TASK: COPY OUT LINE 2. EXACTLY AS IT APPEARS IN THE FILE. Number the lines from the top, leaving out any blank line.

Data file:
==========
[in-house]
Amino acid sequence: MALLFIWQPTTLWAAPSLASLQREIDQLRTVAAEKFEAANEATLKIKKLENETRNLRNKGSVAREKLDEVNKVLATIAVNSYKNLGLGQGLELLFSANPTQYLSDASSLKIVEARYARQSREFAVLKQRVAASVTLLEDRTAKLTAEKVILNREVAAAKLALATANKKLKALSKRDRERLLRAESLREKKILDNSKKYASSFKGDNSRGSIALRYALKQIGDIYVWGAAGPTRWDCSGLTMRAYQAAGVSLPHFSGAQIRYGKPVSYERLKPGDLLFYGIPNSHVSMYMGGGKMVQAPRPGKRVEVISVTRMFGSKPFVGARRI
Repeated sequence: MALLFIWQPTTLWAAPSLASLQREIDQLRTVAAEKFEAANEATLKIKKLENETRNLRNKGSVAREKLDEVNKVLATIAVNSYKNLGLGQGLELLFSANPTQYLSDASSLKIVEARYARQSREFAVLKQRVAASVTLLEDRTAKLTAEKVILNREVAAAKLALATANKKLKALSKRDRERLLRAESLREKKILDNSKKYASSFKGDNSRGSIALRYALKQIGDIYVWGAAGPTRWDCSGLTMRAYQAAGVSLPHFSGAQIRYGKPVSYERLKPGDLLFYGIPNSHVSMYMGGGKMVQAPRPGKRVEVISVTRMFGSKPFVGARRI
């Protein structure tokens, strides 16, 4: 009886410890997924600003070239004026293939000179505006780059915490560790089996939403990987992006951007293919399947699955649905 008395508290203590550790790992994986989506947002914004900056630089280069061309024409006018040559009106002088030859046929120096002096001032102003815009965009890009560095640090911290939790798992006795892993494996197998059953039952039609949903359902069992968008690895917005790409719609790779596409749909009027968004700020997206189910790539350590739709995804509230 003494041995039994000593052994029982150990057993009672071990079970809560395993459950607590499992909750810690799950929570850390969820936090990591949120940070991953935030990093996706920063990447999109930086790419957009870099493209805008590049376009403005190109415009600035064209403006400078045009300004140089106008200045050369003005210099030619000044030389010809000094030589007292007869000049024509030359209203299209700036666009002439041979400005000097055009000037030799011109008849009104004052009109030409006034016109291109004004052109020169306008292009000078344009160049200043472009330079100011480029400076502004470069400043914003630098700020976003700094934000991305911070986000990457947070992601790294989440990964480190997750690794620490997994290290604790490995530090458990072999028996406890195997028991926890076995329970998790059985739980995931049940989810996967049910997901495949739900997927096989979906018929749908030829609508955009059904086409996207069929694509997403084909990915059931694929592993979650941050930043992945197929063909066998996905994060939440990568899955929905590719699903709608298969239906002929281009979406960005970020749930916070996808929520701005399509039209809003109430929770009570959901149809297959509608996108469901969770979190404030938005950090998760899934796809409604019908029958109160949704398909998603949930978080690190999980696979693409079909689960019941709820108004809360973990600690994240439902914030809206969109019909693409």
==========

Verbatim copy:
Amino acid sequence: MALLFIWQPTTLWAAPSLASLQREIDQLRTVAAEKFEAANEATLKIKKLENETRNLRNKGSVAREKLDEVNKVLATIAVNSYKNLGLGQGLELLFSANPTQYLSDASSLKIVEARYARQSREFAVLKQRVAASVTLLEDRTAKLTAEKVILNREVAAAKLALATANKKLKALSKRDRERLLRAESLREKKILDNSKKYASSFKGDNSRGSIALRYALKQIGDIYVWGAAGPTRWDCSGLTMRAYQAAGVSLPHFSGAQIRYGKPVSYERLKPGDLLFYGIPNSHVSMYMGGGKMVQAPRPGKRVEVISVTRMFGSKPFVGARRI